Juliano Mer Khamis

Arna’s Children: A Tender Brute of a Movie
After the movie (but also the chance encounter, the second date, the contract lunch) there is the third response, typical but rare even so, not good or bad but: it made me cry. What to say exactly about Arna’s Children (85 minutes 2003), except that it is tenderly tough, merciless in its compassion and embrace. From the opening frames it is clear that these are necessary pictures, this is what the news would look like if it were the province of makers instead of corporations. No, that’s too easy, though Thierry Gravel’s philosophically intimate speech during the Leipzig Documentary Festival’s opening proceedings calling for television auteurs (isn’t that like saying ‘fat thin people?’) still rings through.

How to make a picture of this lost Palestinian state, from which we have seen already too much? Who hasn’t weighed the evidence of the camera crews, the professional lookers, the ones who are paid to watch what we can’t. Or is it worse than that? Are their eyes guided by conglomerate media ownership which, let’s be clear, is no Jewish cabal, but continues to support Israel’s illegal occupation because it is part of the consensus of empire. Yes, this is what these too many pictures have shown us: the view from above. The aerial shot, the weightless ascent of a crane, and the public building dramatically floodlit at night providing on-location backdrops, these are inventions for the ruling class. So we return to the occupied territories in Arna’s Children as if for the first time, our feet on the ground, without official statements tailored for export. Instead, the daily life of the siege, which we are guided through, every inferno its Virgil, by Arna, the indomitable Jew, the Israeli who spends most of her hours on the wrong side of the dividing line, protesting the invisible brutalities of state and their simultaneous recoding.

She builds a modest theatre for Palestinian children in Jenin, and asks her son Juliano Mer Khamis, the one who will become a filmmaker despite himself (to each his conversion) to teach them how to stage their own stories. Refuge, respite, representation.

They’re building it here? Here?

The other side, the enemy, are terrorists. How can we forget: as late as 1988 the US State Department still named the African National Congress one of the “more notorious terrorist groups.” Mandela was a prisoner then, exactly where he belonged. Only popular pressure (the grind of marches and meetings, pamphlets and speeches) changed all that, just as this film hopes to offer its modest, moving proposal towards a clearer understanding of a Palestinian state. But this is an intimate politics, sure Arna makes a speech or two, she leads her charge, her students, towards expression of their own (first the tears, then the rage. Never: I can’t anymore, it’s too much. But always: what now?) She lives this struggle at each tick of the clock, saying hello is also a political act. One morning one of her regulars doesn’t show and the next day Arna asks why. “It was the Israeli soldiers,” he says, they destroyed a home in his block, and his house fell into ruins as well. There is a picture of the disconsolate boy sitting in the rubble of what had been home only that morning, and there is no need for explanatory voice-overs to tell us that events like this happen only in warzones, or that this collateral damage is too commonplace to rate a place on the CNN ticker. Without oil or guns to protect them, these actions are strictly off the record.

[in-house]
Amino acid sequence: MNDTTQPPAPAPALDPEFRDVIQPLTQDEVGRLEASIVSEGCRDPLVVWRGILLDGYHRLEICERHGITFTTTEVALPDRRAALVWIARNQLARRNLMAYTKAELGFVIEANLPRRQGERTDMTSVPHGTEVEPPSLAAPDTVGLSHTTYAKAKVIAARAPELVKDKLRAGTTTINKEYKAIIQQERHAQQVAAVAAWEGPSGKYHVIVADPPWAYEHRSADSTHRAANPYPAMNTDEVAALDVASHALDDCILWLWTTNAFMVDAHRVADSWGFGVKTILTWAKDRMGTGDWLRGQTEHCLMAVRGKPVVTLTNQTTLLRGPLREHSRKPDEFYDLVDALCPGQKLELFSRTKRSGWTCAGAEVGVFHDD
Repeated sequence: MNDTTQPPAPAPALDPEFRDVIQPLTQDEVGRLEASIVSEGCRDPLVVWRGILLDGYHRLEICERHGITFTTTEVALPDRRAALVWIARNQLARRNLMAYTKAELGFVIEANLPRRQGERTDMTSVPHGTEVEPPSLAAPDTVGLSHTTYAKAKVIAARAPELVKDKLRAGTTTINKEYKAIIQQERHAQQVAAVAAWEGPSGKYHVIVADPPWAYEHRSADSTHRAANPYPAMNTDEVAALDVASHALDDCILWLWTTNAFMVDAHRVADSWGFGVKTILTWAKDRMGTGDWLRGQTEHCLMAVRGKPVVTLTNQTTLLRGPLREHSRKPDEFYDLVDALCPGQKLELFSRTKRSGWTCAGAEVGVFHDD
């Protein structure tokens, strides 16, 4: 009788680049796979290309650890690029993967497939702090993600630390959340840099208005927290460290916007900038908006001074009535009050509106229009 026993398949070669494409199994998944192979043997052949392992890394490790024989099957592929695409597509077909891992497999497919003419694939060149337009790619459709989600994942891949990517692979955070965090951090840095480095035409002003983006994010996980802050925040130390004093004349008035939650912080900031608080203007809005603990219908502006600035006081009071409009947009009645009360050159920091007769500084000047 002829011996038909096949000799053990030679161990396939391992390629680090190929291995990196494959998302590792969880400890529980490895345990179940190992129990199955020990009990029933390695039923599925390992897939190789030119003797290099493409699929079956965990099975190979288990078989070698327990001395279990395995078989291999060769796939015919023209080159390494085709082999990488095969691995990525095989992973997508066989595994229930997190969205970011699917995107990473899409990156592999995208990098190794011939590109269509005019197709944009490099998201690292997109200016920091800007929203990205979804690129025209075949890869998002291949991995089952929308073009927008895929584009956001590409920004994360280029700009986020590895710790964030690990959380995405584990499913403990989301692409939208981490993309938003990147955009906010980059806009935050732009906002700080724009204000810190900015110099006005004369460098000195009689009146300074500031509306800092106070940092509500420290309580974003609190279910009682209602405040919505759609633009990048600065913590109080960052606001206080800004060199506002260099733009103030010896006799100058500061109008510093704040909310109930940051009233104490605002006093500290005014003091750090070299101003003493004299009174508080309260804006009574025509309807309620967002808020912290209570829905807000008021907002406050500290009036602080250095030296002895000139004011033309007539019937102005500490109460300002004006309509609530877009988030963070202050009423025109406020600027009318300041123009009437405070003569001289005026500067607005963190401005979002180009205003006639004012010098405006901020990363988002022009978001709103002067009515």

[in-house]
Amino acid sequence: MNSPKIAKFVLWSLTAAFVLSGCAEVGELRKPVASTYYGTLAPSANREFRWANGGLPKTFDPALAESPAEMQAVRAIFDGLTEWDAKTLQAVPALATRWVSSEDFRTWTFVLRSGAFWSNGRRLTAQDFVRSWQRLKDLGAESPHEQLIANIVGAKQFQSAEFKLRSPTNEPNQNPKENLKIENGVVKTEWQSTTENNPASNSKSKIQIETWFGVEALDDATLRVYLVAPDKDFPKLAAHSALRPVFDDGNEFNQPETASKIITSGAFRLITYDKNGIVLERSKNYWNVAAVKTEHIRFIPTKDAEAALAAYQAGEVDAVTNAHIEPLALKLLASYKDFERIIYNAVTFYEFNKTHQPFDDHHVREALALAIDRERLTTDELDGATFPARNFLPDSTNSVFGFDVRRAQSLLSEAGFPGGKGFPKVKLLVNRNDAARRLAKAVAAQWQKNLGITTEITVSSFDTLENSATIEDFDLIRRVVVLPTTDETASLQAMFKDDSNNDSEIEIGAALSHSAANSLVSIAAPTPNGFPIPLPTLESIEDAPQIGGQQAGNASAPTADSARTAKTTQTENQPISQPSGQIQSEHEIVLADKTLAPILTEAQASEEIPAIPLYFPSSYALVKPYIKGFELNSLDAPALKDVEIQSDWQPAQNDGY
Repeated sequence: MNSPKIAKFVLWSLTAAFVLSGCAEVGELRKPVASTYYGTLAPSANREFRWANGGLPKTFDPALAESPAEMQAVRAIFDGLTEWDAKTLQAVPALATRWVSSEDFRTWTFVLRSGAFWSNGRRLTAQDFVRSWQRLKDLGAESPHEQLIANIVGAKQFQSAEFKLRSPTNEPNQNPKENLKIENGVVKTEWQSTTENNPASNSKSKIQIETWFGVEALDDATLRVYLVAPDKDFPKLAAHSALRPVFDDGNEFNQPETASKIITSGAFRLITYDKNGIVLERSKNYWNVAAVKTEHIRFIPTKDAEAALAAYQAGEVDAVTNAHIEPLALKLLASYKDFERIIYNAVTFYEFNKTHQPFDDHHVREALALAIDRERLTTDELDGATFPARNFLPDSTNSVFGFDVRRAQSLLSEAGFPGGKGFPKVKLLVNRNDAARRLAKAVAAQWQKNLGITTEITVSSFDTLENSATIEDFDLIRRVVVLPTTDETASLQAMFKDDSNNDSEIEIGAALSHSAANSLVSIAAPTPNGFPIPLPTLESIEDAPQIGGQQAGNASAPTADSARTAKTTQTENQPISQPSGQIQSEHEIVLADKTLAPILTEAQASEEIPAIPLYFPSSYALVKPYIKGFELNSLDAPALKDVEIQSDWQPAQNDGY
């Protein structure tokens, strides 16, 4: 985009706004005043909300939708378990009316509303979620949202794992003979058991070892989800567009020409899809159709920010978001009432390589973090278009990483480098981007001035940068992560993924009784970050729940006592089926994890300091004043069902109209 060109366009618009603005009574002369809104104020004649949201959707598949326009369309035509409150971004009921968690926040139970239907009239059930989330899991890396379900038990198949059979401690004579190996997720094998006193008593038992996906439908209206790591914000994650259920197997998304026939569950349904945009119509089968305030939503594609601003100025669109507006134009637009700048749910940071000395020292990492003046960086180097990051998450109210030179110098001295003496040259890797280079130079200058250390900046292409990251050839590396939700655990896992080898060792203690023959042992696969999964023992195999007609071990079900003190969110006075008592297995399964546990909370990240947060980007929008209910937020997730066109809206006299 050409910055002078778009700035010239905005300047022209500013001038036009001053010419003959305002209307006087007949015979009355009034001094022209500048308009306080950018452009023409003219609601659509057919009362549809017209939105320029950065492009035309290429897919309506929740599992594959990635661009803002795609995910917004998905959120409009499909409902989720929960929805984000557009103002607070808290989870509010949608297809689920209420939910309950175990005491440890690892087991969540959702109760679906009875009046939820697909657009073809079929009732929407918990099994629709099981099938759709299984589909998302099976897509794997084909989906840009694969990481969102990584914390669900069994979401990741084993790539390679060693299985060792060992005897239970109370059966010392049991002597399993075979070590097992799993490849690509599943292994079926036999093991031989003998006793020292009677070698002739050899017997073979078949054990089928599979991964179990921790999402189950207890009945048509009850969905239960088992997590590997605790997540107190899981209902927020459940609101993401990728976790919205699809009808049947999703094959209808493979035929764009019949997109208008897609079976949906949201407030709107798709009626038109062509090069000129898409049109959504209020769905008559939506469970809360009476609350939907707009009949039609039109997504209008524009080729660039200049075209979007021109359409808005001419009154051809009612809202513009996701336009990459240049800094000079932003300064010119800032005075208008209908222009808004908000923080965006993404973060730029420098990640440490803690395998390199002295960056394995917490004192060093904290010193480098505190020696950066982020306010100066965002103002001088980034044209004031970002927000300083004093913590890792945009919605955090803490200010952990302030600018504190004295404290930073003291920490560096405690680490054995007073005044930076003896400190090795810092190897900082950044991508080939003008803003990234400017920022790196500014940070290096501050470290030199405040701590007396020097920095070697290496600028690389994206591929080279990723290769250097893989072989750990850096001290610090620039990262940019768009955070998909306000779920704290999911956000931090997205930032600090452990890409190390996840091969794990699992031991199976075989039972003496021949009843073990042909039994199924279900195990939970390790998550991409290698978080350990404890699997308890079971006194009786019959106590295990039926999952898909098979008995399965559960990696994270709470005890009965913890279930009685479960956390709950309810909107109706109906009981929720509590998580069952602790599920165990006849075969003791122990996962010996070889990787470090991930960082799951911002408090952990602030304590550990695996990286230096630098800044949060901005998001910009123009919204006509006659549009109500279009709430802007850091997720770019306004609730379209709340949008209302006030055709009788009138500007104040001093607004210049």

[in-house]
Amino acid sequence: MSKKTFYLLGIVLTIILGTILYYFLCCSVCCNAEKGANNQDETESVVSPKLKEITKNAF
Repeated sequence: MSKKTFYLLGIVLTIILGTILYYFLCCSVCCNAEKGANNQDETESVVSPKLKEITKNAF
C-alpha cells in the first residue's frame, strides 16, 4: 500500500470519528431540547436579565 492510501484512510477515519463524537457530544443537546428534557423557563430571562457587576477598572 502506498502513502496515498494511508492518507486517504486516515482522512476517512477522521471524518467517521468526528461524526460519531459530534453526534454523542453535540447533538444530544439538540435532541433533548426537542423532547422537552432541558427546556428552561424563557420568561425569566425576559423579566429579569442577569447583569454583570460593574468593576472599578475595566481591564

Arna’s son returns years later, a step slower and a little greyer than before, but everywhere he turns in these ruined streets (streets is too kind a word) “Arna’s son” is the skeleton key opening faces around him. For one aged woman, clutching her shawl, memories of Arna are her only happy ones. He has come back to speak to the young boys we saw in the film’s opening half, homecoming in a place that refuses even the people who live here every day. But it’s difficult. After the hug and smile and come in, come in, there is an awkward pause. Has too much time passed? But no, it turns out that Ashraf died during a street fight, while Alla now leads a semi-military group. The boys have grown up. The director wonders: what are they doing now, and why? But what else? Raised in rubble, with the prospect of a bad situation growing worse, and all those funerals. We are taken behind the scenes, where they snipe at Israeli patrols, set bombs and trip wires, engaged in a one-soldier-at-a-time guerilla war.

Yussef is a suicide bomber.

When I read about it in the newspaper I can’t understand. The photo tells you nothing, always the damaged remains of a cafe or bus and inserted in a frame of its own, superimposed, a family snap of the terrorist/freedom fighter. But here, in this movie at last, of course, what else is there? Faced with the naked exercise of Israeli power, condemned again and again by the United Nations, and a fleet of human rights organizations who offer judgments without aid, what else?

At least, this movie. This bearing witness when so many have gone before and looked the other way. If you can tear your eyes from the White House, the Knesset, the Arafat ramblings, this is a life’s story and a nation’s. Mother would you, could you? Told through, lived through, shown through and through.

Originally published in: Dok Revue, a newspaper published by Jihlava International Documentary Festival, 2004.